U.S. forces were assigned to land at Utah and Omaha. The other three beaches were divided up between British, Canadian and Free French Forces. 
    In the early morning hours of Tuesday, June 6th, 1944, a vast array of 1,028 Naval vessels consisting of minesweepers, transport ships, bombardment ships, anti-submarine ships and patrol craft approached the beaches along Normandy.
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  • Ramblings of a Shannondale girl . . .
    Monday, August 21, 2017 4:00 AM
    I was born on March 30, 1946. As a newborn, I really don’t know what went on but I imagine it is very frightening to be coming into this world from a place that was warm and secure. My mom didn’t know there were two of us, I came first and a few minutes later my sister arrived. Andy was born with spina bifida and club feet. Back then there was not much they could do for someone like my sister. My dad and my aunt had to take Andy to Riley Hospital. I guess back then either we couldn’t afford an ambulance or one wasn’t available. No one expected her to live, but she did for almost seven years.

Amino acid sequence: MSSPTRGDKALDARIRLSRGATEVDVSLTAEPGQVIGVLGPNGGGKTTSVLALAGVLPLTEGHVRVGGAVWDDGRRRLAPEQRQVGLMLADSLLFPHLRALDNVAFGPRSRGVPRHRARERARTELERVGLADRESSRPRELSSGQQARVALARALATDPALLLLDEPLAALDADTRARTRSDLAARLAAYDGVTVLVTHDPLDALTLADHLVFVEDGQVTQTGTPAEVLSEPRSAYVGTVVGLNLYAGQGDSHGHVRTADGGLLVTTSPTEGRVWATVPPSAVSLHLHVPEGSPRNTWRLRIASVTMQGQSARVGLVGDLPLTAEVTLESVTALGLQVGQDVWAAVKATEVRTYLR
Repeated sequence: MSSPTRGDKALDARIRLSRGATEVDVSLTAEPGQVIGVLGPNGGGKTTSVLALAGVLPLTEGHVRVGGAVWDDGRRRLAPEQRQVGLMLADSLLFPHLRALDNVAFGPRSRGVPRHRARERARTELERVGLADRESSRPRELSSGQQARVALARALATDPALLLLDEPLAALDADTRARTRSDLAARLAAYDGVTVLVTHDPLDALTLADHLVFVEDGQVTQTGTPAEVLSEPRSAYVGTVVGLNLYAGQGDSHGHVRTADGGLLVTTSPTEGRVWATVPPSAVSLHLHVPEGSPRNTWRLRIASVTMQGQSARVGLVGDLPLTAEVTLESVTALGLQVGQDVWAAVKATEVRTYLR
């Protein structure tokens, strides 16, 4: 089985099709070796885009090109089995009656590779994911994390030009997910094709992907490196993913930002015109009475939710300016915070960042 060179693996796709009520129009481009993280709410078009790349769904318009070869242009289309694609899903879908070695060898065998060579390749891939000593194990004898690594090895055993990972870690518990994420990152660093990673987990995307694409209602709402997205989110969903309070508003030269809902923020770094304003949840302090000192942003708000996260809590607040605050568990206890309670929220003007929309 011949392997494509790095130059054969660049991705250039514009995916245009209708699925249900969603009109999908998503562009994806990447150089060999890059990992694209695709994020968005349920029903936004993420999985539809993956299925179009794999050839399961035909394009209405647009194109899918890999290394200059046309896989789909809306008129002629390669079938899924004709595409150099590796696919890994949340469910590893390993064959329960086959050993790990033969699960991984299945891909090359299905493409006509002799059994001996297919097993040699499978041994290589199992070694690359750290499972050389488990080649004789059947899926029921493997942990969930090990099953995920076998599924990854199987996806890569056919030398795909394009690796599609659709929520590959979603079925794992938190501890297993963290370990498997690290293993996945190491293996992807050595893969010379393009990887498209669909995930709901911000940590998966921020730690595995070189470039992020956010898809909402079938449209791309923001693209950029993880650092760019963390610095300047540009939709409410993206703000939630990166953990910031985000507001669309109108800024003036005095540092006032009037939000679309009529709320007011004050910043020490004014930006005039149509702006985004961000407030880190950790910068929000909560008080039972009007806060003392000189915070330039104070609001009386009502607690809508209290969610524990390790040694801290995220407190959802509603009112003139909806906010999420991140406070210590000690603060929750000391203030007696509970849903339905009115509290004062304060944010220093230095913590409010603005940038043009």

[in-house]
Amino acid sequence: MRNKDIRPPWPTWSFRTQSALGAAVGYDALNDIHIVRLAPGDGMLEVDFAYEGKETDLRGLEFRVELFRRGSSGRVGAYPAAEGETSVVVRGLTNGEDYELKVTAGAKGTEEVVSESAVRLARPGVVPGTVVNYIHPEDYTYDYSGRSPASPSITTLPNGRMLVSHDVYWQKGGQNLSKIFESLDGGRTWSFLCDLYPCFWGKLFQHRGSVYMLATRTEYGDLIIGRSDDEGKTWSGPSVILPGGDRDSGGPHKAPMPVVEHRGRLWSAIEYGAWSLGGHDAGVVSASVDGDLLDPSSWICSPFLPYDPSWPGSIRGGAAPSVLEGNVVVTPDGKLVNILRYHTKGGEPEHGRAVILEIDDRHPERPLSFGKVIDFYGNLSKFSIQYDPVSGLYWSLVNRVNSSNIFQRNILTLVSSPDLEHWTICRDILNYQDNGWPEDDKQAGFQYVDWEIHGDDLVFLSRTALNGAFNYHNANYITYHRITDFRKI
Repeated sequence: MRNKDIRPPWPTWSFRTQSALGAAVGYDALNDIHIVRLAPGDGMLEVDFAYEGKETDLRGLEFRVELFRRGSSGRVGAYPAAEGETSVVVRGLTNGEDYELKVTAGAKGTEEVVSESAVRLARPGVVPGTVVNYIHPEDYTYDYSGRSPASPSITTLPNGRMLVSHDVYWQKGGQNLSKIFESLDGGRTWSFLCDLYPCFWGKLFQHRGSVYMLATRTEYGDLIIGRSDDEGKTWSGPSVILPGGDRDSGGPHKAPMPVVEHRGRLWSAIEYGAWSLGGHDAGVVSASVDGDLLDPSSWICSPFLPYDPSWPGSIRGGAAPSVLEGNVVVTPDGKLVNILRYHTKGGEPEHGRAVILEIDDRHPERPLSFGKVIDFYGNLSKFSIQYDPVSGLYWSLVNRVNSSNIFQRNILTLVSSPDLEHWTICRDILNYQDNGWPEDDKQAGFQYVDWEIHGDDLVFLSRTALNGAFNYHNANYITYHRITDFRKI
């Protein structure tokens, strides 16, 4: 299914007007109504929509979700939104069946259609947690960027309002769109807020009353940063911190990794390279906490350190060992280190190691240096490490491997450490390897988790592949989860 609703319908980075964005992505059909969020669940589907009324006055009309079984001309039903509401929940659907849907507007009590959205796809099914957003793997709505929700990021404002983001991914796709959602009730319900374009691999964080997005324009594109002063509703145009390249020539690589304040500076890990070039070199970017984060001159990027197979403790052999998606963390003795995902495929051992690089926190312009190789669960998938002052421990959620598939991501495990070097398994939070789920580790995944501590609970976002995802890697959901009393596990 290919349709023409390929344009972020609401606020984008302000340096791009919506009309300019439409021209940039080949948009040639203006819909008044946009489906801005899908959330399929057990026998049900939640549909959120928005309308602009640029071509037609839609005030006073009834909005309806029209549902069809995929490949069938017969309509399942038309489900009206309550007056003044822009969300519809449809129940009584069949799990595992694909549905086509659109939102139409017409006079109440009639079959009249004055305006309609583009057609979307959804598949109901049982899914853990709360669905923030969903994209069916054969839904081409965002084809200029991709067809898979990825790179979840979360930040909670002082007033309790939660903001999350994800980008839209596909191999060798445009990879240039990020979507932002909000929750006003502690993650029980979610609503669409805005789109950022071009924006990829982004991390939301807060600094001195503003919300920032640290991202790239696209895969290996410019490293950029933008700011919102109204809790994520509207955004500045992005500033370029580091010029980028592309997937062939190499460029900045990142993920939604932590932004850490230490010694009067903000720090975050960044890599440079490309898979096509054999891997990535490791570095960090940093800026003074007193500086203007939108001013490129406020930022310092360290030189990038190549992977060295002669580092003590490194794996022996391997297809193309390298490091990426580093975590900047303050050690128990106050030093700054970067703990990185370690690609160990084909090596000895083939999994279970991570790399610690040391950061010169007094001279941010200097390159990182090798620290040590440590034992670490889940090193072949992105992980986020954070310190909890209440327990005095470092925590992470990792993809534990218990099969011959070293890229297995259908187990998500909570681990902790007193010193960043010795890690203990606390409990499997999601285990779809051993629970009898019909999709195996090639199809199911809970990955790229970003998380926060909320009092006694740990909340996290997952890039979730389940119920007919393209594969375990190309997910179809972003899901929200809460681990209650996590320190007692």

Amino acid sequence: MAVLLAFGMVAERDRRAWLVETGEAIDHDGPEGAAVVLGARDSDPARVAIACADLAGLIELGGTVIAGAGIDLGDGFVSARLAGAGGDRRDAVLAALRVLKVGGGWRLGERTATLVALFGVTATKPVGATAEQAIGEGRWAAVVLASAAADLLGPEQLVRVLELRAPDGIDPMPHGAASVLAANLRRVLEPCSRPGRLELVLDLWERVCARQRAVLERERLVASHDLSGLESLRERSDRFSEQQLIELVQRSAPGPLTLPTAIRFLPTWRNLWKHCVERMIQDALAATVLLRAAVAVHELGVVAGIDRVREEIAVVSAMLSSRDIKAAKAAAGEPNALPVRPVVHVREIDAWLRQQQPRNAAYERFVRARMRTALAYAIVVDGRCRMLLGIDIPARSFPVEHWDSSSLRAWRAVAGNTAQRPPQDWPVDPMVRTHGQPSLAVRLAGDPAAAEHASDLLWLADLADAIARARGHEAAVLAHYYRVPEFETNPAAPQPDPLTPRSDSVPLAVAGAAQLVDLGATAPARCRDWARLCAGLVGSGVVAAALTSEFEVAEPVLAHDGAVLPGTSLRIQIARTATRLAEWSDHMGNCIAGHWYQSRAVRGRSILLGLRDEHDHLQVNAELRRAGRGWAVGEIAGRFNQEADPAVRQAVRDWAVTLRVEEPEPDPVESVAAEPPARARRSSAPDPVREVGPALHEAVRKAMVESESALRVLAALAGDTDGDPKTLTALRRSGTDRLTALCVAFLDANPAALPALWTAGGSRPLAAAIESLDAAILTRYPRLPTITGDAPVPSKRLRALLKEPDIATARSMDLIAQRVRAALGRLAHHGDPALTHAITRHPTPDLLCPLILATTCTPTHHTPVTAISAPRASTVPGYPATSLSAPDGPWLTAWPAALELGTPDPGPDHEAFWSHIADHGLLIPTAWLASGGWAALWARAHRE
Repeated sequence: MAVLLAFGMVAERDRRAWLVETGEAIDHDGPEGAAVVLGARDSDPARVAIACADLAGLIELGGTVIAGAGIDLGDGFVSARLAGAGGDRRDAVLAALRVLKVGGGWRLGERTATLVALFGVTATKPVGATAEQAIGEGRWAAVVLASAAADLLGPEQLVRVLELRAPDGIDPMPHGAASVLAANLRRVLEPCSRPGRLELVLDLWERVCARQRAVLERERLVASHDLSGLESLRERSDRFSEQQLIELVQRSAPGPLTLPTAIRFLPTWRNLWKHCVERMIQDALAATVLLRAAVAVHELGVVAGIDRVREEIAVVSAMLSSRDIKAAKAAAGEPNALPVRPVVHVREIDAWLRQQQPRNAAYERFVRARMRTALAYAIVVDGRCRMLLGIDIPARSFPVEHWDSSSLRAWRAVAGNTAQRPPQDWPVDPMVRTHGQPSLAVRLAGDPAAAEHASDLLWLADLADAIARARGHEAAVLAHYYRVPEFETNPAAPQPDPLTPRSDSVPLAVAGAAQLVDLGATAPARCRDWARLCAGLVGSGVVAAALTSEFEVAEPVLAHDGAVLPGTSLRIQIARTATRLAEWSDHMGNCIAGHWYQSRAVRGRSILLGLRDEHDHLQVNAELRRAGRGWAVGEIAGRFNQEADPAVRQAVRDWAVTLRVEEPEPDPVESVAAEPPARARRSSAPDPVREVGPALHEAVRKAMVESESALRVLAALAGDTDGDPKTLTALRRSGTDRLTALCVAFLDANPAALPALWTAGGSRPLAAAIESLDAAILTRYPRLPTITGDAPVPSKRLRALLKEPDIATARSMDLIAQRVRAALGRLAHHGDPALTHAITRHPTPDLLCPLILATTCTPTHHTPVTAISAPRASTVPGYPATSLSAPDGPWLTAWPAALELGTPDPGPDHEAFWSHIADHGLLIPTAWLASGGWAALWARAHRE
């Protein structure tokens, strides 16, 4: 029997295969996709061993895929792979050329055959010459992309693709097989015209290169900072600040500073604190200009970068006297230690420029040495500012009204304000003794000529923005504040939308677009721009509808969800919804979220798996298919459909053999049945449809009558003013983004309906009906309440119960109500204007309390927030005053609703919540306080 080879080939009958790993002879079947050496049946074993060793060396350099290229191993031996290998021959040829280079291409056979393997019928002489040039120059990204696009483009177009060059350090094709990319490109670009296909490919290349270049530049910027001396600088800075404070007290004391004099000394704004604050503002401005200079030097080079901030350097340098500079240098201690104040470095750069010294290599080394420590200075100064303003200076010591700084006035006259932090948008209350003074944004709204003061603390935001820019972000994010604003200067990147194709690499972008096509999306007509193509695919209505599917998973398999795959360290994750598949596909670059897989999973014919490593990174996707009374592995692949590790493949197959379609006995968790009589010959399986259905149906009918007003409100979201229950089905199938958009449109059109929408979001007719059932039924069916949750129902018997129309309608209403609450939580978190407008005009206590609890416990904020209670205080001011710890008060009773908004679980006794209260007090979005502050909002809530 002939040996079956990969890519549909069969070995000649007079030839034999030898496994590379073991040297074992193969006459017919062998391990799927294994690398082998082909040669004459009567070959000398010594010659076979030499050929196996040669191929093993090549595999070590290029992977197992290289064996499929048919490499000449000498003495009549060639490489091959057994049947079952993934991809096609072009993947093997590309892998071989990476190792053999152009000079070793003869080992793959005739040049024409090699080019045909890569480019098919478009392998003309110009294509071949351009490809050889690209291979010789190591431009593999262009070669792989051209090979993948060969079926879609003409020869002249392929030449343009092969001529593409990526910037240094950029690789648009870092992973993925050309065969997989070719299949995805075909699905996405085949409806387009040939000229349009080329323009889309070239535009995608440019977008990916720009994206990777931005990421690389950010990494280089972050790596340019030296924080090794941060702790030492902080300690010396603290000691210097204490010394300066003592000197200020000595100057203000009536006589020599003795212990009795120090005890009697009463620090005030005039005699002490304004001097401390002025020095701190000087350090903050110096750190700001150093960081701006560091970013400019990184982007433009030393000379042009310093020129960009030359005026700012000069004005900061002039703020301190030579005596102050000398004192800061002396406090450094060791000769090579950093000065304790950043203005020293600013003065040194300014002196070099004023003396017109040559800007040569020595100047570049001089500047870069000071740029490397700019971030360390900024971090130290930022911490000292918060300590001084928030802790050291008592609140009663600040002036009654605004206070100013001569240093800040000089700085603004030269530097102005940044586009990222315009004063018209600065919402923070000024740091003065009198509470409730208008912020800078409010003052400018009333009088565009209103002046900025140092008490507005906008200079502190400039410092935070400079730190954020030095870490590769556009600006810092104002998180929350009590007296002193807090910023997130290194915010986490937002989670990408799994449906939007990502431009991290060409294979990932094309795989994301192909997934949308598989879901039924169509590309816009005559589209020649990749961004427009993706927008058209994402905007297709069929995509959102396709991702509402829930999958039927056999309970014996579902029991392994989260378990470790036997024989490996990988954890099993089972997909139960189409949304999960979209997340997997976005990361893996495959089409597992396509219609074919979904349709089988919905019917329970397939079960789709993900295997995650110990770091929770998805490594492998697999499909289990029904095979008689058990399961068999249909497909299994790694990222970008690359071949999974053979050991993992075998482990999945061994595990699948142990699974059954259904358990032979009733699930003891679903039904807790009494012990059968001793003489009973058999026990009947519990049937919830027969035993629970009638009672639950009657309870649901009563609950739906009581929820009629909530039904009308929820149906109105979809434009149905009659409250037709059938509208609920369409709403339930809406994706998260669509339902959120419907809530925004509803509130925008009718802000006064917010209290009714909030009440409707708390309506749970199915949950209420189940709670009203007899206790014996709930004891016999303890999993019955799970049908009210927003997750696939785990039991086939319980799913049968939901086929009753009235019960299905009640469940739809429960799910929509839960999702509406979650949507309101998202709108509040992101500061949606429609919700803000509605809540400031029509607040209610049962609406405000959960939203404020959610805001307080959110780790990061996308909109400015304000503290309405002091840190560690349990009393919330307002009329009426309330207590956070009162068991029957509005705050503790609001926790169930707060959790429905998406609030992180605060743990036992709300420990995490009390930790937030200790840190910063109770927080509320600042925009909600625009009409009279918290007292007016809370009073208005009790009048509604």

There were already three other girls at my home. Jeannine Claire, 7, Betheline 5 (also known as Biney) and Cora Sue (Cory) 2. Needless to say, my mom had her hands full. My sister Jeannine had to help take care of me and some aunts helped when they could. My mom’s sister had her hands full as she had a set of twins that were six months old. I am sure my mammaw helped, too, as they lived only a few miles away. My mom had to drive back and forth to the hospital to see how Andy was doing.
    When Andy and I came into this world, WWII was over and people were beginning to get their lives back together. It was a great time to be a kid, as you could play outside without being scared of things that might happen. Mom was a stay-at-home mom and was always a shout away. Almost all the women in Shannondale did not work outside the home and everyone kept an eye out on each other’s kids.
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  • Along the Path of Heroes Part 1: From Pearl Harbor to Europe
    Monday, August 21, 2017 4:00 AM
    This 11-part column from Ronald P. May, USN (Ret.), will run on Mondays in The Paper. May is author of the book, “Our Service, Our Stories”. He helps veterans share and preserve the stories of their military service. For more information or to tell your story, contact May at (317) 435-7636 or by email at yourlifestory@live.com. You can also follow him on Facebook at Our Service, Our Stories.
    In July of 2016 I joined a tour group and took an 11-day trip to Europe to tour World War 2 battle sites in France, Belgium and Germany – places that some of our Morgan County veterans once walked on or flew over. This series of articles is a summary of what I saw and learned there as I followed the path of American heroes who answered the call of duty over 75 years ago.
    The road to combat in Europe began in a U.S. territory almost 2,500 miles west of the western coast of the United States. And it began with an aggressor other than the Germans.